Now that we're all on the same page, let's take a closer look at channels, content, and how well everything works as a system. The first – and probably most important – thing to note is that available channels are going to vary drastically depending on exact location. As a general rule, small, rural towns are going to get fewer options than suburban or metropolis areas. It sucks, but that's how it is – there's nothing Tablo can do about it, because it's all about what's being broadcasted in your area. Larger, more powerful antennas are likely to pull in more channels, but it's still basically impossible to make a blanket statement regarding coverage. The absolute best thing you can do before even considering something like Tablo is take a look at what's available in your local area. Thank God for the internet, eh?
A comparison of the small town where I used to live and where I live now: 9 vs. 73
One other note on channel availability: just because it shows up in the list doesn't mean you'll actually get it. It could potentially still be out of range – it all depends on your antenna.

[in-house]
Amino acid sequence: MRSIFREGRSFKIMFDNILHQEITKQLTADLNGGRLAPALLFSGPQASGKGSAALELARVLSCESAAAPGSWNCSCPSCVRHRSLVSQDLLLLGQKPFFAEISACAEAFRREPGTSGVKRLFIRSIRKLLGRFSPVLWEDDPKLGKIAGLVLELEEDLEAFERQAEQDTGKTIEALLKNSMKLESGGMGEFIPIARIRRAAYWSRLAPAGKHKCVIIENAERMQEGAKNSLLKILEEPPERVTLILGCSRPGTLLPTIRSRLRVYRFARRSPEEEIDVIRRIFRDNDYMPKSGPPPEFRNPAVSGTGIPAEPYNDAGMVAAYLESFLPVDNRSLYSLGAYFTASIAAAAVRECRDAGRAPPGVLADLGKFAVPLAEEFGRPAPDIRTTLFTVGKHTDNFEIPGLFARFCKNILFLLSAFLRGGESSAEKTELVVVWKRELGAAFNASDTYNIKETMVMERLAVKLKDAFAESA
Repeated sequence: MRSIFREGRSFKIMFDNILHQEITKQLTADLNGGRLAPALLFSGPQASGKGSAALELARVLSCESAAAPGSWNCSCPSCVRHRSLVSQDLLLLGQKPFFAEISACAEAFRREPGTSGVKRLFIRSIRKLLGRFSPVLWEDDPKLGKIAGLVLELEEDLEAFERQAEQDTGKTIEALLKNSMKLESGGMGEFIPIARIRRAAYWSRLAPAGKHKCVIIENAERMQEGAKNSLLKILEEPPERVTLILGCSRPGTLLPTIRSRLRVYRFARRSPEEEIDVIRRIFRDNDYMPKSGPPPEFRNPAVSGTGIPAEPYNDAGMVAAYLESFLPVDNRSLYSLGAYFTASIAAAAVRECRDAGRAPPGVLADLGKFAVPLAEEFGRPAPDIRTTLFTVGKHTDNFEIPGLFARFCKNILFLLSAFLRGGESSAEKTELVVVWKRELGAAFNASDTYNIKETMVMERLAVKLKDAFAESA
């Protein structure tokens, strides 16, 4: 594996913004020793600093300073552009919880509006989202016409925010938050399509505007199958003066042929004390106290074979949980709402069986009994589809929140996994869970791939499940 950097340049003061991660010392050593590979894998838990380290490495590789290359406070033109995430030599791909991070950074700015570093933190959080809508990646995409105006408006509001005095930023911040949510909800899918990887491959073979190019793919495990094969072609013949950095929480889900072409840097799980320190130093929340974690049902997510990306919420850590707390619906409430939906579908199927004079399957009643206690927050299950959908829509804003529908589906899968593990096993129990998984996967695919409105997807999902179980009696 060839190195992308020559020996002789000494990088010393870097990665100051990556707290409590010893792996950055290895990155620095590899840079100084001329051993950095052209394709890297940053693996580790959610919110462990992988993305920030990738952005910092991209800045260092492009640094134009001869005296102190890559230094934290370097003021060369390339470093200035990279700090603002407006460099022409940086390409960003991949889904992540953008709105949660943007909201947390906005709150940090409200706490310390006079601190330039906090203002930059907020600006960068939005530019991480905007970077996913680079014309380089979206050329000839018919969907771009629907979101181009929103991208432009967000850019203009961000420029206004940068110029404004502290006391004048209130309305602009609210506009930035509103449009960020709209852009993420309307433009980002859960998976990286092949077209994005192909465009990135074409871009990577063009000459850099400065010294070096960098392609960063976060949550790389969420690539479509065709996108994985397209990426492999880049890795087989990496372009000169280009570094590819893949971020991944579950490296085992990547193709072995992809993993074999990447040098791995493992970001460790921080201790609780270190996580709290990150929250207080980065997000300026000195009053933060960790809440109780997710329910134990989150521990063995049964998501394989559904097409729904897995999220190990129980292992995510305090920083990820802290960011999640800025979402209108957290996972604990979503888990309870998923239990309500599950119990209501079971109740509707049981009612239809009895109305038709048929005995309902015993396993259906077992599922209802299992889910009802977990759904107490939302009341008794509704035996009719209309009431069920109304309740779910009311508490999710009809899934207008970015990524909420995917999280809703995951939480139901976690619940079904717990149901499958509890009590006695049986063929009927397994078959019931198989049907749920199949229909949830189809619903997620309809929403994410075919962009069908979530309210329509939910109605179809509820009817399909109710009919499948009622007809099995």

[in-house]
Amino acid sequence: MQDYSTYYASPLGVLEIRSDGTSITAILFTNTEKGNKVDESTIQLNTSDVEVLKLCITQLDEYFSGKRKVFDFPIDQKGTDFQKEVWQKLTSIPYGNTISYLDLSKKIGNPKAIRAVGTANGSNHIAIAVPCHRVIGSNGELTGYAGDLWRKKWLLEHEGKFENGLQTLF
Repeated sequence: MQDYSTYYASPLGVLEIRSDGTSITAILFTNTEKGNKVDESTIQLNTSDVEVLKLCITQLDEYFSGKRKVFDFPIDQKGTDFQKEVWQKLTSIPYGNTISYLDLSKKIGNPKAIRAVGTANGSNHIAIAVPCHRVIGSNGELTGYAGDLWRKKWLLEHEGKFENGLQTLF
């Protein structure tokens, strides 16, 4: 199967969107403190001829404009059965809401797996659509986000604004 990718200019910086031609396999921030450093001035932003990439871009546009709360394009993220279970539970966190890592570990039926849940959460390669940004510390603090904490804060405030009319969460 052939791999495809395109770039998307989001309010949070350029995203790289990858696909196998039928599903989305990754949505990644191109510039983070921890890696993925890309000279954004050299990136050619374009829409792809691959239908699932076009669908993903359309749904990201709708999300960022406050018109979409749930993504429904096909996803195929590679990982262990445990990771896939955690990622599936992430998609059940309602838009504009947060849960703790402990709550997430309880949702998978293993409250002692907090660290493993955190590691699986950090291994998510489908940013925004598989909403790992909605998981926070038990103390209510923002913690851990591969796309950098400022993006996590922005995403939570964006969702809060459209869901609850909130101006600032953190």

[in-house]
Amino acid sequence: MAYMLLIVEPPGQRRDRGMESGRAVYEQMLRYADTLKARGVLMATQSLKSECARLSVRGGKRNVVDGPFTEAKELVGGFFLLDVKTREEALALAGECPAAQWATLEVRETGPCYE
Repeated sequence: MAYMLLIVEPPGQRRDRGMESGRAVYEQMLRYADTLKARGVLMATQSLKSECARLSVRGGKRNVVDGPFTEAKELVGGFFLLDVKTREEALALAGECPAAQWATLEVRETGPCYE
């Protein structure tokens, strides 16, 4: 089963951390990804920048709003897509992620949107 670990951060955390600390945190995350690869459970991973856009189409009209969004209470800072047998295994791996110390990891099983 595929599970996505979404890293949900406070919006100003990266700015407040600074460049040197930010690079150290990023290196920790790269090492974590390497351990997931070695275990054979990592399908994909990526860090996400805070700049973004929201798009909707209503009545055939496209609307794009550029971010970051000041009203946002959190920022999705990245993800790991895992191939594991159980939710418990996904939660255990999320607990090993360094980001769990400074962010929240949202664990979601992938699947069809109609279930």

The final thing that needs to be taken into consideration is streaming quality. Approximately zero channels in my area available to Tablo stream in 1080p. 1080i and 720p are the most common, with many still streaming in 480i. If you can handle some pixels then they aren't horrible, but I can't say I recommend watching anything on an HD display at less than 720p. That dramatically reduces the number of channels that are watchable.
OK! Now that we have that tidbit out of the way, let's talk about using Tablo! Since we're an Android site, I'm going to put the majority of the focus on the Android experience. That said, I'll also briefly cover what it's like on Roku and iOS for those users who may have multiple devices in their homes.